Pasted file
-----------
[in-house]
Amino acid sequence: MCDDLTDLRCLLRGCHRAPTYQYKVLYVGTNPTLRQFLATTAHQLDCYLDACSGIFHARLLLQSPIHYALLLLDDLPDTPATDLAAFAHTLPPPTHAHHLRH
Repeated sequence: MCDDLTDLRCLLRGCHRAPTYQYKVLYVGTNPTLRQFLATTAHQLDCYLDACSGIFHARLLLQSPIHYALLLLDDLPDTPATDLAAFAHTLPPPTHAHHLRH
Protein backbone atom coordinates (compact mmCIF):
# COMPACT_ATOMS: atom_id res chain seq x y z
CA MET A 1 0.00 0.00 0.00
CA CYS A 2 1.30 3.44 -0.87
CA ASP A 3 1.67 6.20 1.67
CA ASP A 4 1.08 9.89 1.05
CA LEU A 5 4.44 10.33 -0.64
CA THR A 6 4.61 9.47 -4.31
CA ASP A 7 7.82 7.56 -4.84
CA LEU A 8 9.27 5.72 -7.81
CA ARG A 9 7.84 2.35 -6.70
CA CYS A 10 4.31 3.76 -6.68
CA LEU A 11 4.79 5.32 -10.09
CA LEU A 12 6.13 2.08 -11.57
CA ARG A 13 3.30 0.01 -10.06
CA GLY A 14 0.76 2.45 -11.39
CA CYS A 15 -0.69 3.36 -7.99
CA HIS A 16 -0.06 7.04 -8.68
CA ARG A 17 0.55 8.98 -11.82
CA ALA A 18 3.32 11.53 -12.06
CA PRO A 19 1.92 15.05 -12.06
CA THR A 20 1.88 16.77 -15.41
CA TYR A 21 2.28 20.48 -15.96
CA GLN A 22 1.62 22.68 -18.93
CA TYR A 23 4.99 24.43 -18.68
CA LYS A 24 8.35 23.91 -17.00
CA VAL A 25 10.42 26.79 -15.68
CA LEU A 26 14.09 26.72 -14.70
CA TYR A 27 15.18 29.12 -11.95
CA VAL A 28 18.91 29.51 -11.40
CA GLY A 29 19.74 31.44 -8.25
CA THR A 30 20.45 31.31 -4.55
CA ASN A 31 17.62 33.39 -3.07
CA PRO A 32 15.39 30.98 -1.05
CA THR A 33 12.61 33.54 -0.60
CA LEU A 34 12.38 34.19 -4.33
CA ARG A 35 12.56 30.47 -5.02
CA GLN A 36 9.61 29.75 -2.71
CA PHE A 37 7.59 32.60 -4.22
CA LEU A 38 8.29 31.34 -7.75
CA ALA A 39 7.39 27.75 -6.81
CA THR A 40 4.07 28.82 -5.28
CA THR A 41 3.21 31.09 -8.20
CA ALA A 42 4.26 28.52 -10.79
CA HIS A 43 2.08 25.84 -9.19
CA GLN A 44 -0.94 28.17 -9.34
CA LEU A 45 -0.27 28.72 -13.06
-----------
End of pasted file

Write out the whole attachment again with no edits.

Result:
[in-house]
Amino acid sequence: MCDDLTDLRCLLRGCHRAPTYQYKVLYVGTNPTLRQFLATTAHQLDCYLDACSGIFHARLLLQSPIHYALLLLDDLPDTPATDLAAFAHTLPPPTHAHHLRH
Repeated sequence: MCDDLTDLRCLLRGCHRAPTYQYKVLYVGTNPTLRQFLATTAHQLDCYLDACSGIFHARLLLQSPIHYALLLLDDLPDTPATDLAAFAHTLPPPTHAHHLRH
Protein backbone atom coordinates (compact mmCIF):
# COMPACT_ATOMS: atom_id res chain seq x y z
CA MET A 1 0.00 0.00 0.00
CA CYS A 2 1.30 3.44 -0.87
CA ASP A 3 1.67 6.20 1.67
CA ASP A 4 1.08 9.89 1.05
CA LEU A 5 4.44 10.33 -0.64
CA THR A 6 4.61 9.47 -4.31
CA ASP A 7 7.82 7.56 -4.84
CA LEU A 8 9.27 5.72 -7.81
CA ARG A 9 7.84 2.35 -6.70
CA CYS A 10 4.31 3.76 -6.68
CA LEU A 11 4.79 5.32 -10.09
CA LEU A 12 6.13 2.08 -11.57
CA ARG A 13 3.30 0.01 -10.06
CA GLY A 14 0.76 2.45 -11.39
CA CYS A 15 -0.69 3.36 -7.99
CA HIS A 16 -0.06 7.04 -8.68
CA ARG A 17 0.55 8.98 -11.82
CA ALA A 18 3.32 11.53 -12.06
CA PRO A 19 1.92 15.05 -12.06
CA THR A 20 1.88 16.77 -15.41
CA TYR A 21 2.28 20.48 -15.96
CA GLN A 22 1.62 22.68 -18.93
CA TYR A 23 4.99 24.43 -18.68
CA LYS A 24 8.35 23.91 -17.00
CA VAL A 25 10.42 26.79 -15.68
CA LEU A 26 14.09 26.72 -14.70
CA TYR A 27 15.18 29.12 -11.95
CA VAL A 28 18.91 29.51 -11.40
CA GLY A 29 19.74 31.44 -8.25
CA THR A 30 20.45 31.31 -4.55
CA ASN A 31 17.62 33.39 -3.07
CA PRO A 32 15.39 30.98 -1.05
CA THR A 33 12.61 33.54 -0.60
CA LEU A 34 12.38 34.19 -4.33
CA ARG A 35 12.56 30.47 -5.02
CA GLN A 36 9.61 29.75 -2.71
CA PHE A 37 7.59 32.60 -4.22
CA LEU A 38 8.29 31.34 -7.75
CA ALA A 39 7.39 27.75 -6.81
CA THR A 40 4.07 28.82 -5.28
CA THR A 41 3.21 31.09 -8.20
CA ALA A 42 4.26 28.52 -10.79
CA HIS A 43 2.08 25.84 -9.19
CA GLN A 44 -0.94 28.17 -9.34
CA LEU A 45 -0.27 28.72 -13.06